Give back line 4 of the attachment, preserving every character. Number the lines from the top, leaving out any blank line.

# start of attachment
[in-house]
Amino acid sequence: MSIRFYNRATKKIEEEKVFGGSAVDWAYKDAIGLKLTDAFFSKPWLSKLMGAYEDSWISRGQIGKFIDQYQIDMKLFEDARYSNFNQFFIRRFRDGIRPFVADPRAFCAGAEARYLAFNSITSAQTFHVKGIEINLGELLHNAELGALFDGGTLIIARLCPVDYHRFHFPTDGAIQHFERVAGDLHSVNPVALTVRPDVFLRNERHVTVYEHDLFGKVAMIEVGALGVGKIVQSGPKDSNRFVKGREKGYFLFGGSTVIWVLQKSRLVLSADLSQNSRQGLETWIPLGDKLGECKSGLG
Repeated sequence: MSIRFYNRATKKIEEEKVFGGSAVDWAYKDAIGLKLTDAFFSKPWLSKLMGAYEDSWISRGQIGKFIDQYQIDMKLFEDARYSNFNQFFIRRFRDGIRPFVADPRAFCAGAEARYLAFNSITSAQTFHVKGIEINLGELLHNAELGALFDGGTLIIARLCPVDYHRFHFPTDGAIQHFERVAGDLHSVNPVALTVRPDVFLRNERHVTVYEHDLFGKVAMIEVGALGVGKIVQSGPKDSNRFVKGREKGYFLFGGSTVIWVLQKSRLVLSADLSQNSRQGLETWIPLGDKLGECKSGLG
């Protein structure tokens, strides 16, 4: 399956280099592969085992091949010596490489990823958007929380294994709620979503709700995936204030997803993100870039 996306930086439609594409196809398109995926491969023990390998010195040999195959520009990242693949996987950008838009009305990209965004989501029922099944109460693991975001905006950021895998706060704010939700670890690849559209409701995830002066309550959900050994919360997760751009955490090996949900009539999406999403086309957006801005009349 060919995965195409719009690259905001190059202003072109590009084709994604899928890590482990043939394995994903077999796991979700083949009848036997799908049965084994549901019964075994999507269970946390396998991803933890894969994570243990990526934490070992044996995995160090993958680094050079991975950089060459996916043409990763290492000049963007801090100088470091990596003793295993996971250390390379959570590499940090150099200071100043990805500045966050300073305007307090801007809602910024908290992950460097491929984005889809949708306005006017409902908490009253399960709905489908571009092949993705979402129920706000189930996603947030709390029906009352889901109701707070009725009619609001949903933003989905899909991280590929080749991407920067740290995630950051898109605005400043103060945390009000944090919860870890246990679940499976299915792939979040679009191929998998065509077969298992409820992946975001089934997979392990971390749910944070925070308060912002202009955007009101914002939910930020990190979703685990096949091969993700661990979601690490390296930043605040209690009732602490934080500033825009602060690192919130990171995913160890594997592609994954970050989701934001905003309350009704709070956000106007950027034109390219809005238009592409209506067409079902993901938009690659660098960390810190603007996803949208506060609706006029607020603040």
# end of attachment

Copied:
């Protein structure tokens, strides 16, 4: 399956280099592969085992091949010596490489990823958007929380294994709620979503709700995936204030997803993100870039 996306930086439609594409196809398109995926491969023990390998010195040999195959520009990242693949996987950008838009009305990209965004989501029922099944109460693991975001905006950021895998706060704010939700670890690849559209409701995830002066309550959900050994919360997760751009955490090996949900009539999406999403086309957006801005009349 060919995965195409719009690259905001190059202003072109590009084709994604899928890590482990043939394995994903077999796991979700083949009848036997799908049965084994549901019964075994999507269970946390396998991803933890894969994570243990990526934490070992044996995995160090993958680094050079991975950089060459996916043409990763290492000049963007801090100088470091990596003793295993996971250390390379959570590499940090150099200071100043990805500045966050300073305007307090801007809602910024908290992950460097491929984005889809949708306005006017409902908490009253399960709905489908571009092949993705979402129920706000189930996603947030709390029906009352889901109701707070009725009619609001949903933003989905899909991280590929080749991407920067740290995630950051898109605005400043103060945390009000944090919860870890246990679940499976299915792939979040679009191929998998065509077969298992409820992946975001089934997979392990971390749910944070925070308060912002202009955007009101914002939910930020990190979703685990096949091969993700661990979601690490390296930043605040209690009732602490934080500033825009602060690192919130990171995913160890594997592609994954970050989701934001905003309350009704709070956000106007950027034109390219809005238009592409209506067409079902993901938009690659660098960390810190603007996803949208506060609706006029607020603040």